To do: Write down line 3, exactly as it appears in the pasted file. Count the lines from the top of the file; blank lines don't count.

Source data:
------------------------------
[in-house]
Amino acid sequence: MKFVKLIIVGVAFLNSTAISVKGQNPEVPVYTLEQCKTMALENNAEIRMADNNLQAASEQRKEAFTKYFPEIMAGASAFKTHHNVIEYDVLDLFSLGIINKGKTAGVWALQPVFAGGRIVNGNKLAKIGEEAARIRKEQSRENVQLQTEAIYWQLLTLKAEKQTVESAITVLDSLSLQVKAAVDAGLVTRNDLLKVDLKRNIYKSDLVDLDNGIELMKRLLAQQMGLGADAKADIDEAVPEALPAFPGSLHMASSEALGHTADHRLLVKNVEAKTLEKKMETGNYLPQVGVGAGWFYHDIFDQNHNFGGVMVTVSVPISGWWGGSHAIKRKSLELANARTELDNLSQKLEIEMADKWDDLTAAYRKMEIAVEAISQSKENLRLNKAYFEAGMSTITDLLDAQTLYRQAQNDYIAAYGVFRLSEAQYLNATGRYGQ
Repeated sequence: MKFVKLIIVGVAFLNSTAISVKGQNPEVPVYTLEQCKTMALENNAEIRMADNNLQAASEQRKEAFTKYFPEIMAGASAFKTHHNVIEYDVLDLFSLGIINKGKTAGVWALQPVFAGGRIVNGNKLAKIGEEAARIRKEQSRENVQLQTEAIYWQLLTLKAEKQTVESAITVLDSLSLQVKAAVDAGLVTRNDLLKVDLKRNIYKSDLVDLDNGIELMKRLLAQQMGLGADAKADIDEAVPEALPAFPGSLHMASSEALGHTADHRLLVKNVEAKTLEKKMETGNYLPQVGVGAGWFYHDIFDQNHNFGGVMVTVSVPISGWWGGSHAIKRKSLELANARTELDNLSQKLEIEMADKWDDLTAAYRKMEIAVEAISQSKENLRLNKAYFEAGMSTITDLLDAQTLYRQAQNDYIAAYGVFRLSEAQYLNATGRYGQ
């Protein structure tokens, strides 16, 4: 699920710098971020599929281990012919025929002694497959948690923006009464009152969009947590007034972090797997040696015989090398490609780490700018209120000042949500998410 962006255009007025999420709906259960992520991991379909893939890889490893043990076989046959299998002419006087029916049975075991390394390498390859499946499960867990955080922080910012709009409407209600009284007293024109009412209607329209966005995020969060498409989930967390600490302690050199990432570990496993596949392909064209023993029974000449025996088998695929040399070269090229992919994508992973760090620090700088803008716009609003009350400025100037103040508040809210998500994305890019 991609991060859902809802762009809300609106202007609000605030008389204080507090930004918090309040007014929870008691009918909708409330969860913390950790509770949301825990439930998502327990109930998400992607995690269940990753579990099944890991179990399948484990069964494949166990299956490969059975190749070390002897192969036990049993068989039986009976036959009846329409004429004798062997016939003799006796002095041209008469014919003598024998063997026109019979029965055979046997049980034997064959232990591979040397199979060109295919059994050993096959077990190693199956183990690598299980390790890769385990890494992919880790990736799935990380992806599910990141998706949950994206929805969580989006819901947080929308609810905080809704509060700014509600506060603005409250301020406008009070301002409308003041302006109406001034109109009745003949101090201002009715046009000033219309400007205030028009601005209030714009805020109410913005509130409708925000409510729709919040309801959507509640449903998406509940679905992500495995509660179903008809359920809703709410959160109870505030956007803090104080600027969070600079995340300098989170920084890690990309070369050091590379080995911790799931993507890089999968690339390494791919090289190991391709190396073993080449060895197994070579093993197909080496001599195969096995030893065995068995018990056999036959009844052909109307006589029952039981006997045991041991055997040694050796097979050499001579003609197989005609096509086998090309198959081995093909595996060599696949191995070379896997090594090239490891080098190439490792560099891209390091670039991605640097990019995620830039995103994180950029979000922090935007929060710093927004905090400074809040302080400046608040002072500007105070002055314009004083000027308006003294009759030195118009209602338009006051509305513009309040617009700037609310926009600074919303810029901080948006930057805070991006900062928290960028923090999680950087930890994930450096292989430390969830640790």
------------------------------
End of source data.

Repeated sequence: MKFVKLIIVGVAFLNSTAISVKGQNPEVPVYTLEQCKTMALENNAEIRMADNNLQAASEQRKEAFTKYFPEIMAGASAFKTHHNVIEYDVLDLFSLGIINKGKTAGVWALQPVFAGGRIVNGNKLAKIGEEAARIRKEQSRENVQLQTEAIYWQLLTLKAEKQTVESAITVLDSLSLQVKAAVDAGLVTRNDLLKVDLKRNIYKSDLVDLDNGIELMKRLLAQQMGLGADAKADIDEAVPEALPAFPGSLHMASSEALGHTADHRLLVKNVEAKTLEKKMETGNYLPQVGVGAGWFYHDIFDQNHNFGGVMVTVSVPISGWWGGSHAIKRKSLELANARTELDNLSQKLEIEMADKWDDLTAAYRKMEIAVEAISQSKENLRLNKAYFEAGMSTITDLLDAQTLYRQAQNDYIAAYGVFRLSEAQYLNATGRYGQ